Sunday, January 11, 2015

A Lesson For Pharma & Life Science Companies? -- From Cellular Cos. Trade Secrets Spat -- California Federal Trial Level

Back in October of 2014, Orrick Herrington & Sutcliffe's IP group put together a nice blog post on a case underway at the federal trial court level in the Central District of California. It was cleverly entitled "New Strings Attached" -- and for good reason.

The case raises the (at least to my memory) novel issue of whether a sales manager's LinkedIn contacts belong to his employer, or to him, post termination. It matters greatly that the manager signed agreements accepting that all customer lists were protectable trade secrets -- and that the manager actively worked on his LinkedIn contacts at the company's behest, during work hours. Some 900 of these "contacts" look to be customers or "potential customers" of the company. Here is a bit of the Orrick firm's post:

. . . .The case arose when defendant David Oakes, a sales account manager for plaintiff Cellular Accessories for Less (“Cellular”), a seller of mobile phone accessories to businesses, decided to strike out on his own after more than six years with his employer. During his tenure at Cellular, Oakes had signed an employment agreement requiring that proprietary information, including Cellular’s “customer base,” remains property of the company and may not leave the premises. . . .

The most interesting dispute here is whether Oakes’ maintenance of his LinkedIn contacts after his termination constituted misappropriation of trade secrets. Defendants argued that Oakes’ LinkedIn contacts could not possibly be considered trade secrets under the California Uniform Trade Secrets Act. Most importantly, defendants contended that all of Oakes’ contacts would have been viewable to any of his other LinkedIn connections, defeating any trade secret protection. In addition, defendants insisted that any competitor could search LinkedIn, or another online business directory, to easily recreate the list and identify the officers responsible for purchasing; in fact, Oakes located many of his contacts in response to suggestions made by LinkedIn. Furthermore, defendants asserted that Cellular authorized salespeople to disclose the identities of clients to potential customers as way of attracting new business, encouraged salespeople to use LinkedIn for business development and failed to inform employees that LinkedIn contacts were proprietary or confidential.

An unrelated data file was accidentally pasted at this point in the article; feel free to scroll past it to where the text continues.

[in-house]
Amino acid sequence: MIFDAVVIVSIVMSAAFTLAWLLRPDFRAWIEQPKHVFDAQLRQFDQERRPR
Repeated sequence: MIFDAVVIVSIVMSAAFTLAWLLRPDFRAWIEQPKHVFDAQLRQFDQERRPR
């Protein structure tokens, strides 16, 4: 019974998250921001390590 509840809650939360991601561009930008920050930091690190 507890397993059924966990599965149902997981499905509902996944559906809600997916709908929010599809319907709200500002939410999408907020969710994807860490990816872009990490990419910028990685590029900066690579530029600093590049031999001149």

Plaintiff retorted that LinkedIn contacts are not automatically viewable because an account is only visible to the extent that the user chooses to make it public; even if a customer was visible in a salesperson’s contact list, seeing this listing would not necessarily divulge whether or not the contact was plaintiff’s customer. Because the court declined to take judicial notice of the functions of LinkedIn and the parties “did not make sufficiently clear whether and to what degree Oakes’ contacts were indeed made public (and whether this was done with [Cellular’s] explicit or implicit permission),” the court found genuine issues of material fact as to trade secret misappropriation. . . .

We will keep an eye on this one, even though (strictly speaking) it is not a life science case at all. It will have profound implications for pharma & biotech sales people, however, if there is a finding that LinkedIn accounts of a named individual (or the names linked there, at least) are the property of the individual's employer. I think it may turn on whether the employer encouraged the employee to actually mark the contact details (which enable direct communication) public -- or keep them "private".

Here is a PDF file of the ruling.

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